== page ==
Twins option Clement to Triple-A

Jeff Clement has been fighting for a spot on the Minnesota Twins’ Opening Day roster since they signed him to a minor league deal four months ago.

He showed up to Hammond Stadium on Sunday in Fort Myers, Fla., for a Grapefruit League game against the Toronto Blue Jays that felt more like an audition than another day at the ballpark.

After an 0-for-4 showing at the plate, Clement simply knew he was headed to the minor leagues.

The 29-year-old slugger from Marshalltown failed to make enough of an impact with his bat during Spring Training and was assigned Monday to the Twins’ minor league camp. Clement, a 2002 Marshalltown High School graduate now in his seventh year of professional baseball, said he felt the demotion coming.

“Unfortunately it wasn’t a surprise,” he said Monday in a phone interview from Fort Myers. “The last week or so I haven’t really swung the bat as well, and spring training is such a small sample size.

“I’m thankful they gave me the opportunity. I had a real opportunity to make the team and that’s all I could have asked for.”

After Monday’s roster cuts, the Twins still had six players more than the 25-man roster limit. Spring camp breaks on Saturday.

“Earlier in camp, about halfway through, I was swinging it pretty well,” Clement said. “I had a lot of lineouts, I didn’t have a lot of luck, but here they really evaluate the at-bats you have and how well you’re doing – not just the numbers.

“Going through this whole process I’ve come to appreciate the (Minnesota Twins) organization even more. (General manager) Terry Ryan is one of the best evaluators of talent in the game.”

That being said, the left-handed hitting first baseman and former third overall draft pick of the Seattle Mariners could not string together enough solid at-bats to make Minnesota keep him on the big league roster. He will fly north on April 1 to join the Twins’ Triple-A affiliate, the Rochester (N.Y.) Red Wings of the International League. The Red Wings’ season starts April 4 in Buffalo.

“Usually from my limited experiences, waves of guys get sent down, but in this camp it’s been less in waves and more bits and pieces, guys here and there,” Clement said. “(Monday) guys were getting called in by the bench coach, saying the manager wants to talk to you. Unfortunately I was one of those guys.”

Clement has been a painfully slow starter offensively over his professional baseball career, spring training included. In 95 games of spring training between stints with the Seattle Mariners, Pittsburgh Pirates and his first year with the Twins, Clement is batting .220 (41-for-186) with three home runs, 11 doubles and 23 RBIs.

Sunday’s 0-for-4 effort included a first-inning RBI groundout to drive in former American League MVP Justin Morneau and advance Chris Parmelee to third. In that instance, he did his job, but over the long haul this spring, Clement knows he has had too many missed opportunities.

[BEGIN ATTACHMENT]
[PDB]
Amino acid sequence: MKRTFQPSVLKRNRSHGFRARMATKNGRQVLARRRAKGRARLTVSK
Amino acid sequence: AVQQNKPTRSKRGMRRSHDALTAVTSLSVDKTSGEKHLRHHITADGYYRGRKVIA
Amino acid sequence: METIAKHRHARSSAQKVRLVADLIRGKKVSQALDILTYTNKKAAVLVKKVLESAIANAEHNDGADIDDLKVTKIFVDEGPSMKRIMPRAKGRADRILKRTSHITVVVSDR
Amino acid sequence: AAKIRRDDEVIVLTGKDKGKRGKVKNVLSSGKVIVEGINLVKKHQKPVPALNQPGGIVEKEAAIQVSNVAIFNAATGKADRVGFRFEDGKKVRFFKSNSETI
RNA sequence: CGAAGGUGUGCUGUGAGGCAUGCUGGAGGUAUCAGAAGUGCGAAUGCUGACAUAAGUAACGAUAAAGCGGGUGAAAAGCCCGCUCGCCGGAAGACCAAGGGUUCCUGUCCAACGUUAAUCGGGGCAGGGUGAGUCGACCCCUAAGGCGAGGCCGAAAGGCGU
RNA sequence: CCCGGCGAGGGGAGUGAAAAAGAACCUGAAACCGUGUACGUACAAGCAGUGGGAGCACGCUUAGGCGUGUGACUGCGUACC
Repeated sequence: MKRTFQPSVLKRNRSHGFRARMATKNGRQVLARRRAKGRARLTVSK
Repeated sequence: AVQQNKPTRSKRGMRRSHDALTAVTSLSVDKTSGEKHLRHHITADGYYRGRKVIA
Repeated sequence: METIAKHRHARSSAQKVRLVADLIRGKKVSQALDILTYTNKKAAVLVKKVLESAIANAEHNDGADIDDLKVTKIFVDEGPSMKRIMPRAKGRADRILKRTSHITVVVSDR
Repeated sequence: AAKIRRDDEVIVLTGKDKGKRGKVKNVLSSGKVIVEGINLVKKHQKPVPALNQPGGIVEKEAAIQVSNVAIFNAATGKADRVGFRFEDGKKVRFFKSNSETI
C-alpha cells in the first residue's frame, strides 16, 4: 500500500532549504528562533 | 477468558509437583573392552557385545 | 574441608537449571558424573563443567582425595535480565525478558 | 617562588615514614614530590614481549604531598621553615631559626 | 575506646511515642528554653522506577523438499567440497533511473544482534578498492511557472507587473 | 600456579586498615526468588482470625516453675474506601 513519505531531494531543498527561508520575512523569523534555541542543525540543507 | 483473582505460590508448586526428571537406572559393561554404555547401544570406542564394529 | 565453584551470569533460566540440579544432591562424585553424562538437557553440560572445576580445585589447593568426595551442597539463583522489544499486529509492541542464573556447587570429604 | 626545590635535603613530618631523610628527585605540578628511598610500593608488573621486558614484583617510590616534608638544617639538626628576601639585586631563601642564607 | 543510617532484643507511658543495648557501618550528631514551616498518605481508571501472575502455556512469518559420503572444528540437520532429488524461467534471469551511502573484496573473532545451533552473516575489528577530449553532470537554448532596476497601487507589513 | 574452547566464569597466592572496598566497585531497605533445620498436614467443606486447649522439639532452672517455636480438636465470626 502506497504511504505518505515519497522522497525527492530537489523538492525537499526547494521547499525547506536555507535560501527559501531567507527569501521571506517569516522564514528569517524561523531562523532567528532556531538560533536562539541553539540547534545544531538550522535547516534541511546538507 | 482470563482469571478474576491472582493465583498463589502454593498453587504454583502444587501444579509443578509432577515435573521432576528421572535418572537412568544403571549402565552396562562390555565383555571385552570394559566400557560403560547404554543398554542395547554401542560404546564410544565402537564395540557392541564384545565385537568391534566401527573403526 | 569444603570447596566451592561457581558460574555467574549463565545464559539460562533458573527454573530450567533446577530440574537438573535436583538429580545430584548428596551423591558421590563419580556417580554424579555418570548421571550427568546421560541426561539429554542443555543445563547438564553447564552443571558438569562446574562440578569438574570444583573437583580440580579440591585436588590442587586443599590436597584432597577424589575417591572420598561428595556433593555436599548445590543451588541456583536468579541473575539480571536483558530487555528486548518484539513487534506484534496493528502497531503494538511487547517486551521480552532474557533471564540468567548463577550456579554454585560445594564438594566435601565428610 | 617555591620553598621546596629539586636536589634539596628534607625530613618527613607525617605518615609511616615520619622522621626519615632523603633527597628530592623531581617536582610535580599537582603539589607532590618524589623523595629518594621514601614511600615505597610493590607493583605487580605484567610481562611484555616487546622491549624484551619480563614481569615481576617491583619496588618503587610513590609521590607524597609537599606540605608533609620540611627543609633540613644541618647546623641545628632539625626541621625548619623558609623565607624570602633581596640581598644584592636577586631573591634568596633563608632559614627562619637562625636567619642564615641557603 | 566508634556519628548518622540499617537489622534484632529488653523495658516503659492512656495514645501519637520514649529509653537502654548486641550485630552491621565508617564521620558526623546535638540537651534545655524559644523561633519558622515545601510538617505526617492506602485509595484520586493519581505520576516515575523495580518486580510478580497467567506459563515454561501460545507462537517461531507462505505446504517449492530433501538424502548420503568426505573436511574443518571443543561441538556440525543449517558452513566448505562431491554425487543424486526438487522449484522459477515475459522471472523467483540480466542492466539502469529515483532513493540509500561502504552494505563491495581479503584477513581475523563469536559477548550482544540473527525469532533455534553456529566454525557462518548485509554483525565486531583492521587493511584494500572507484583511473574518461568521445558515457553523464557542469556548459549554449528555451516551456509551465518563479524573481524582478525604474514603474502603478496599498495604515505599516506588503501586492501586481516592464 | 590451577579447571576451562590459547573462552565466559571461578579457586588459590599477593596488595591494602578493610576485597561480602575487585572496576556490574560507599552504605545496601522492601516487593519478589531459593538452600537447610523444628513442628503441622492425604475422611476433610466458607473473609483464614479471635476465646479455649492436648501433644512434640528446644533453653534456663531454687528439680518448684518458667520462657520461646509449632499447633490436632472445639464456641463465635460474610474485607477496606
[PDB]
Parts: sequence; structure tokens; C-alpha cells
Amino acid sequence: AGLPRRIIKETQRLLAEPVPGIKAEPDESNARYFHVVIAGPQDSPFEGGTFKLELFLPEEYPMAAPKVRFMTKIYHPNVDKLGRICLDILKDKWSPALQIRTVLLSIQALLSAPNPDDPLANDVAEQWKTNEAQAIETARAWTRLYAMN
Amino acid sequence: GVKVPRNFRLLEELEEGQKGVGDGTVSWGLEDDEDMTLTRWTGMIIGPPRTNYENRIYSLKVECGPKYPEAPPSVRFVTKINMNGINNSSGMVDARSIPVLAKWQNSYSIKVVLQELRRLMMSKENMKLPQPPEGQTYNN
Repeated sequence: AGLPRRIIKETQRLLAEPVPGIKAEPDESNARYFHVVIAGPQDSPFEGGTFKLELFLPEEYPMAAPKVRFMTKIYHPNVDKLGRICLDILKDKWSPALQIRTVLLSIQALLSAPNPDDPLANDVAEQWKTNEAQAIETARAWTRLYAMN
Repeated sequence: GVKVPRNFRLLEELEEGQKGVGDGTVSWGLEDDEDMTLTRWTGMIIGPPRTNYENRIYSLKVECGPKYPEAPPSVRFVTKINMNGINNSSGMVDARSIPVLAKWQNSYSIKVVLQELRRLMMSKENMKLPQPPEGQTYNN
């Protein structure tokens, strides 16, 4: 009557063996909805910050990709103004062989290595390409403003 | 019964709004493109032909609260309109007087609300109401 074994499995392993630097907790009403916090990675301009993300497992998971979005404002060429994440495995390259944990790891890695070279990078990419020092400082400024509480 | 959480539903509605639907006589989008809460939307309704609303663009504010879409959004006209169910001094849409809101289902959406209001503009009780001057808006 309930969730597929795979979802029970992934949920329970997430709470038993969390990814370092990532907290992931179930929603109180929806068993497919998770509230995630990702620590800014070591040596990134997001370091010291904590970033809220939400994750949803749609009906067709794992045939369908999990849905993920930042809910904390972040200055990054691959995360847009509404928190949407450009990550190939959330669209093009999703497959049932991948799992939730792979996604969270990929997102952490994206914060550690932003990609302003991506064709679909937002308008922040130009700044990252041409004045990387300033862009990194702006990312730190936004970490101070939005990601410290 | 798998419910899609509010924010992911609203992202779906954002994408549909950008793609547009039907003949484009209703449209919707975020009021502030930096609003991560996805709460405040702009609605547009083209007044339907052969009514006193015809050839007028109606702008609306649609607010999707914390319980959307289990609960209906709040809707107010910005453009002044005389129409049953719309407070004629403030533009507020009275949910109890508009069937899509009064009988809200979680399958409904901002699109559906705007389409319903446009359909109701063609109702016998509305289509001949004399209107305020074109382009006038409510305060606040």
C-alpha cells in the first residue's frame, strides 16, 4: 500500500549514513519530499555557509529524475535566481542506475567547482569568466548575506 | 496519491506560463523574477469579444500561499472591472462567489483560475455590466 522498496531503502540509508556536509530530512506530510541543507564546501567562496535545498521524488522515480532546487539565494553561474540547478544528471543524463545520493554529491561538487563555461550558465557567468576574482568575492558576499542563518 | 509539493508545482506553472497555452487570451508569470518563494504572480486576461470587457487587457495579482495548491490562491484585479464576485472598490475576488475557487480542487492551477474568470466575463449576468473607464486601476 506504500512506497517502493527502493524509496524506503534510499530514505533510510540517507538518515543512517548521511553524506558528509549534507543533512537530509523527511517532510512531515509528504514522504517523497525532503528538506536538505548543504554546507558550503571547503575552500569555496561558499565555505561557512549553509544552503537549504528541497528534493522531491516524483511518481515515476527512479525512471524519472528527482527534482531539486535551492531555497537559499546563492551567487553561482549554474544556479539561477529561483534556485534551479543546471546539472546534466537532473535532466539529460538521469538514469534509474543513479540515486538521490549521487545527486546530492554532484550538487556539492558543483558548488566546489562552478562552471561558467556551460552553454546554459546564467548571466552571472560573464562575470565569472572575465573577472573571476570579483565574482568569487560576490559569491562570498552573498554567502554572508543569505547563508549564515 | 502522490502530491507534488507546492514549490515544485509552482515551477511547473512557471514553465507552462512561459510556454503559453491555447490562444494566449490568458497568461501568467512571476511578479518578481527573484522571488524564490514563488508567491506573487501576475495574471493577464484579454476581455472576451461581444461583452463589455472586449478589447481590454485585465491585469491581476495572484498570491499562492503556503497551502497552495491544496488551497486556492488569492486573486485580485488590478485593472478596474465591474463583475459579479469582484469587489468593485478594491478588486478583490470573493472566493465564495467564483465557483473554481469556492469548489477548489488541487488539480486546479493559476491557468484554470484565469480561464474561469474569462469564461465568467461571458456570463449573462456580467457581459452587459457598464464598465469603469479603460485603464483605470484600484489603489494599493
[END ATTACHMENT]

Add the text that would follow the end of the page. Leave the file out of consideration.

His batting average dipped to .195 with the 0-fer, leaving him on the outside looking in at Minnesota’s Opening Day roster.

“I had confidence that I could make the team and I still believe that, I just needed to do more than what I did,” Clement said. “(Sunday) was one of those days, and obviously it’s not based on one day, but I was thinking that somebody in my position is really going to have to play well and hit the ball well, hit a few out of the park, and I didn’t do that.

“It was a good opportunity and I truly believed I would take advantage of it. But now I’m headed to Triple-A, and if I can go there and produce I’ve got a good chance of coming back.”

Clement spent a majority of the 2012 season with the Pittsburgh Pirates’ Triple-A affiliate, the Indianapolis Indians of the International League. He batted .276 over 112 games with 35 doubles, 16 home runs and 57 RBIs. The Pirates brought him up in late August-early September and he went 3-for-22 (.136) serving primarily as a pinch-hitter.

The Twins signed him on as a spring roster invitee on Nov. 26, 2012, and Triple-A Rochester was the last place he wanted to talk about.

Until now.

“I just have to show up and play every day,” he said. “Obviously to get that news is disappointing, but it wasn’t a shock to me because I didn’t feel like I did what I needed to do to make the team. But it sure makes a difference to come home to a wife and three kids like I have, a wife who’s really supportive and I’m always thankful for that, and the kids couldn’t care less.”

Clement is a career .280 hitter at the highest level of the minor leagues, belting 152 doubles and 84 home runs with 340 RBIs in just shy of 2,000 at-bats. He has played 535 of his 745 professional baseball games at Triple-A.

For every one game he’s played in the major leagues, he’s played five on the farm.

“It’s not the last place I want to be, the last place is going home without a job,” he said. “It’s still baseball, I’ve still got a uniform, my career is not ending. I’ve had a lot of success at the Triple-A level, so I’ll go do what I’m capable of to get another opportunity to play in the big leagues.

“That’s where every baseball player wants to be and I’m no different.”